Garry McCarthy already on the job as Chicago’s acting top cop
BY FRANK MAIN AND FRAN SPIELMAN Staff Reporters May 16, 2011 8:10PM
New police Superintendent Garry McCarthy, Monday, May 2, 2011. | Jean Lachat~Sun-Times
Updated: August 30, 2011 12:16AM
Garry McCarthy made a beeline to Chicago Police headquarters after his boss Rahm Emanuel was sworn into office Monday morning as Chicago’s 46th mayor.
McCarthy, the former Newark Police director, assumed the role of Chicago’s acting top cop as he awaits City Council approval to officially become the next police superintendent.
McCarthy said he met with the department’s two assistant superintendents and other police brass. He said he was impressed with “a couple” of the officials but will have to “get a better feel” for others.
Last week, Massachusetts consultant Robert Wasserman visited Chicago on McCarthy’s invitation to create a list of information McCarthy should ask the department to collect —including priorities for his first 30 days.
Wasserman, former chief of staff of the White House’s Office of National Drug Control Policy, has previously advised McCarthy’s mentor, William Bratton, who was chief of the New York and Los Angeles police departments.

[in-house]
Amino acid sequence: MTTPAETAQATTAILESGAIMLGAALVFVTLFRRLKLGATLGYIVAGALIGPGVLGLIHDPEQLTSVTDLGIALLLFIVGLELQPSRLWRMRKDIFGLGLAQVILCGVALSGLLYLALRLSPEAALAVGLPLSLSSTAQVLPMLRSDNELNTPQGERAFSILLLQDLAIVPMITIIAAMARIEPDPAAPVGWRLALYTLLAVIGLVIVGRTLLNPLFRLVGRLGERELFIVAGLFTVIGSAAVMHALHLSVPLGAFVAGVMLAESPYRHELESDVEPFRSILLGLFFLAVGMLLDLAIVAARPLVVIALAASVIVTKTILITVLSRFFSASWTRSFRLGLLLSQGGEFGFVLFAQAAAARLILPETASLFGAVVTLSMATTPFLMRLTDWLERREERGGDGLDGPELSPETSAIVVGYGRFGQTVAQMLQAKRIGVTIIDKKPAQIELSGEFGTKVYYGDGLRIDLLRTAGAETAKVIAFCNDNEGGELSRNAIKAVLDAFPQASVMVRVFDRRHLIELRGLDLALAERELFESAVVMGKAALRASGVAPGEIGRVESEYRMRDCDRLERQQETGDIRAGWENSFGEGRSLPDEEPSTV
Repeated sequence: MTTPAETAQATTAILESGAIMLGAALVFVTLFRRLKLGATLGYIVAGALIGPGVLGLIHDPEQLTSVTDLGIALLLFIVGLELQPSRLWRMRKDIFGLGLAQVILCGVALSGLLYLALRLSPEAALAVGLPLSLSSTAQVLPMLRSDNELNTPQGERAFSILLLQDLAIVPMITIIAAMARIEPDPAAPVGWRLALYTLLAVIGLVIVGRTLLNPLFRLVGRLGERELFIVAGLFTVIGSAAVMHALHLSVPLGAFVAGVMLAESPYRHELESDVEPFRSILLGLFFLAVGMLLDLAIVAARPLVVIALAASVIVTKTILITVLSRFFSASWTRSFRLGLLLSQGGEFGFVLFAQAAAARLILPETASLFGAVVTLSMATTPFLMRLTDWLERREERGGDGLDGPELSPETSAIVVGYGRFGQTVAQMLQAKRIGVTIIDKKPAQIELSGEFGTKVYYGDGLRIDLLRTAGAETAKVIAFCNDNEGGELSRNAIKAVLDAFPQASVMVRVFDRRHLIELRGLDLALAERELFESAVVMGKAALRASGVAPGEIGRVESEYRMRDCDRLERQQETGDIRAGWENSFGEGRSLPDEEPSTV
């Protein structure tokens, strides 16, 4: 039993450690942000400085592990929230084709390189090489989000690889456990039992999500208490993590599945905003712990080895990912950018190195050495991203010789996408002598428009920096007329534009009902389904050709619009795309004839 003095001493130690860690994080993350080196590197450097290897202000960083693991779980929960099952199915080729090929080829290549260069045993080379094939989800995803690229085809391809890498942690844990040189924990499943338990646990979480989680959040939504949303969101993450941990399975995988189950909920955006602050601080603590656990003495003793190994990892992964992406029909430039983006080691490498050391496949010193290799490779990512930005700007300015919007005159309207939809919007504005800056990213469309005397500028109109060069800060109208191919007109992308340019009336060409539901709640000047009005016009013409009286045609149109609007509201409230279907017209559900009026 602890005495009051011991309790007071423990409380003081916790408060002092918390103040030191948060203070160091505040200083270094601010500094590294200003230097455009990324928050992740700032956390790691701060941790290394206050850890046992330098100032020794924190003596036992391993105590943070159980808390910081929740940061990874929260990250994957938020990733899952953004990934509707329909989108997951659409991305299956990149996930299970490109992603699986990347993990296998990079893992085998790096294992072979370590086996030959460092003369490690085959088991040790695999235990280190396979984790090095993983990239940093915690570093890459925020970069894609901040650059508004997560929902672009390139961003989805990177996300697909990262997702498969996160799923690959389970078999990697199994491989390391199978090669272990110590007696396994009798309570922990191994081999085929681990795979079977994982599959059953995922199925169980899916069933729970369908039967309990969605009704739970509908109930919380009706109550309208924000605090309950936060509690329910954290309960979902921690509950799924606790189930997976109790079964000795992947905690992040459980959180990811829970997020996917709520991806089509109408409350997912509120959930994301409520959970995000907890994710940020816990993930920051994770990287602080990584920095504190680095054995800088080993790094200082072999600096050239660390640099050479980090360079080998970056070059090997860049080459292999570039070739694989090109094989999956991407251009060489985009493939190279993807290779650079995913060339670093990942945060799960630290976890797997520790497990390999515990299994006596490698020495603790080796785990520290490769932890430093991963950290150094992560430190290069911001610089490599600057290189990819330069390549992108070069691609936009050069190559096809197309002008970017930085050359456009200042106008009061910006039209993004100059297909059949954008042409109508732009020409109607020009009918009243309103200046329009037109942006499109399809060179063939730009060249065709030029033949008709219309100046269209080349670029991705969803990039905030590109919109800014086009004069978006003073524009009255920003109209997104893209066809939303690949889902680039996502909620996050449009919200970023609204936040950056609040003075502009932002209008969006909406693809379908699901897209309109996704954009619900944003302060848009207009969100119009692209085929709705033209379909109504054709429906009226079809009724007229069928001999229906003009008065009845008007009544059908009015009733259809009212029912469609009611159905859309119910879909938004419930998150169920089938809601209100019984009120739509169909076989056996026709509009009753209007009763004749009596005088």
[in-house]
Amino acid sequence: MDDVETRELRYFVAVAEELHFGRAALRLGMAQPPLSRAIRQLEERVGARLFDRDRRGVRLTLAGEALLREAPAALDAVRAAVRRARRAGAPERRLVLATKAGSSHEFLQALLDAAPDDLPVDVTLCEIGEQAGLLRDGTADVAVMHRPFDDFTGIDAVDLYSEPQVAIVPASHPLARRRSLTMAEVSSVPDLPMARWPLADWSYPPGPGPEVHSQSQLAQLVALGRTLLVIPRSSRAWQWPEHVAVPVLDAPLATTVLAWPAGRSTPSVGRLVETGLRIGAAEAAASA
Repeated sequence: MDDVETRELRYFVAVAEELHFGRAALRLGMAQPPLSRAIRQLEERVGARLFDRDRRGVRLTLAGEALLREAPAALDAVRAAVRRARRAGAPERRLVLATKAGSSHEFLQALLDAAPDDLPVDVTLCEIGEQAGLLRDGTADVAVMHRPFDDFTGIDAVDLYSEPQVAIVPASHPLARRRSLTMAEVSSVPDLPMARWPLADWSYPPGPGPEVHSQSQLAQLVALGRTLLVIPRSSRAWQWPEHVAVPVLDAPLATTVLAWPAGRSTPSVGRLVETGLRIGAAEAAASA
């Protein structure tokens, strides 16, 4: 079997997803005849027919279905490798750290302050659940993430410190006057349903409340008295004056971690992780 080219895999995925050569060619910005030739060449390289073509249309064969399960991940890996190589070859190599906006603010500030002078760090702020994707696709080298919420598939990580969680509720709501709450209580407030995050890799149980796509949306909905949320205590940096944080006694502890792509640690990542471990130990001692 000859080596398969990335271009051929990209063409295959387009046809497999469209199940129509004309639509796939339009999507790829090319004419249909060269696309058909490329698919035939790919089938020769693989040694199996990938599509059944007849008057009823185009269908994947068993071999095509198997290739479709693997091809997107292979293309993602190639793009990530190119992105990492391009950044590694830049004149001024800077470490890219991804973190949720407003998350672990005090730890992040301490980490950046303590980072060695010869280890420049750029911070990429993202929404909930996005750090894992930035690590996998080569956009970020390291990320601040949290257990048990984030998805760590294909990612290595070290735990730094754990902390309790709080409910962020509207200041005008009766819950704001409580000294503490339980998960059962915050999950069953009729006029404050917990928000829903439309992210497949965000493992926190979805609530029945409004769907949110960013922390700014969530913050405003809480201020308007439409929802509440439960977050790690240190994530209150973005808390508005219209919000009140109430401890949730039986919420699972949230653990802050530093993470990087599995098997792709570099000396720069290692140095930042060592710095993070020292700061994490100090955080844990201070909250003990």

Wasserman is known as a behind-the-scenes architect of police department reorganizations, but McCarthy said he won’t be involved in long-term strategy. He was simply doing McCarthy a favor — for free — because of their longtime friendship, McCarthy said.
“He’s got his homework tonight,” Wasserman said as he headed out of town. “He’s got a very fast timeline of things to do ... [but] he does understand the challenges of policing in an urban environment.”
Asked how quickly he’ll put 1,000 more cops on the street — as Emanuel has promised — McCarthy said: “It’s going to be fast.” He noted there’s a need for special police units, but he’ll look at whether there’s “overspecialization” that’s leaving beat patrols short-staffed.
McCarthy, once the head of police strategy in New York City, said he won’t make wholesale changes to his leadership team until “I figure out who’s who and what’s what.”